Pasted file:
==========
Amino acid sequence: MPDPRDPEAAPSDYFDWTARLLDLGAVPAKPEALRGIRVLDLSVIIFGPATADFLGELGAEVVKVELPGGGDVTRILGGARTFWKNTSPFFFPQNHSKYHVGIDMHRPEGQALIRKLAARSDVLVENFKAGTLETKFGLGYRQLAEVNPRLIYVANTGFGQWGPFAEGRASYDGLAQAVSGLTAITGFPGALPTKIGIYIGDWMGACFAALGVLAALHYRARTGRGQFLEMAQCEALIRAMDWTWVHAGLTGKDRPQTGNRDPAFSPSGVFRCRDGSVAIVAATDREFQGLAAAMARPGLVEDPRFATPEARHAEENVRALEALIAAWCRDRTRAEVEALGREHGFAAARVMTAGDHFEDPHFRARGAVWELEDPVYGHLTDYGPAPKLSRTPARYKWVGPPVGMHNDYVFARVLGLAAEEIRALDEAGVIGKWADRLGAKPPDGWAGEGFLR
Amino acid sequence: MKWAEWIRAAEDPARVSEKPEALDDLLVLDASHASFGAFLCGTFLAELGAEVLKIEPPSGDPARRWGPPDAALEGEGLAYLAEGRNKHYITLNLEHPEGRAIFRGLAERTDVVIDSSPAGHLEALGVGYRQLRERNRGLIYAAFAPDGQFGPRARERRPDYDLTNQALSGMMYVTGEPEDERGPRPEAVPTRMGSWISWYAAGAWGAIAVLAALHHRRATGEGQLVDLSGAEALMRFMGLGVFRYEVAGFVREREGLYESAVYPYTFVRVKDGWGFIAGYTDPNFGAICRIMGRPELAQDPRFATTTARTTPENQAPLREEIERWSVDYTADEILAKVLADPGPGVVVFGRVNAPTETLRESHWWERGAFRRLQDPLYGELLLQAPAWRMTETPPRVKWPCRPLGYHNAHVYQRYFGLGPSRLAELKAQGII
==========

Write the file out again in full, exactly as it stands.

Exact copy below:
Amino acid sequence: MPDPRDPEAAPSDYFDWTARLLDLGAVPAKPEALRGIRVLDLSVIIFGPATADFLGELGAEVVKVELPGGGDVTRILGGARTFWKNTSPFFFPQNHSKYHVGIDMHRPEGQALIRKLAARSDVLVENFKAGTLETKFGLGYRQLAEVNPRLIYVANTGFGQWGPFAEGRASYDGLAQAVSGLTAITGFPGALPTKIGIYIGDWMGACFAALGVLAALHYRARTGRGQFLEMAQCEALIRAMDWTWVHAGLTGKDRPQTGNRDPAFSPSGVFRCRDGSVAIVAATDREFQGLAAAMARPGLVEDPRFATPEARHAEENVRALEALIAAWCRDRTRAEVEALGREHGFAAARVMTAGDHFEDPHFRARGAVWELEDPVYGHLTDYGPAPKLSRTPARYKWVGPPVGMHNDYVFARVLGLAAEEIRALDEAGVIGKWADRLGAKPPDGWAGEGFLR
Amino acid sequence: MKWAEWIRAAEDPARVSEKPEALDDLLVLDASHASFGAFLCGTFLAELGAEVLKIEPPSGDPARRWGPPDAALEGEGLAYLAEGRNKHYITLNLEHPEGRAIFRGLAERTDVVIDSSPAGHLEALGVGYRQLRERNRGLIYAAFAPDGQFGPRARERRPDYDLTNQALSGMMYVTGEPEDERGPRPEAVPTRMGSWISWYAAGAWGAIAVLAALHHRRATGEGQLVDLSGAEALMRFMGLGVFRYEVAGFVREREGLYESAVYPYTFVRVKDGWGFIAGYTDPNFGAICRIMGRPELAQDPRFATTTARTTPENQAPLREEIERWSVDYTADEILAKVLADPGPGVVVFGRVNAPTETLRESHWWERGAFRRLQDPLYGELLLQAPAWRMTETPPRVKWPCRPLGYHNAHVYQRYFGLGPSRLAELKAQGII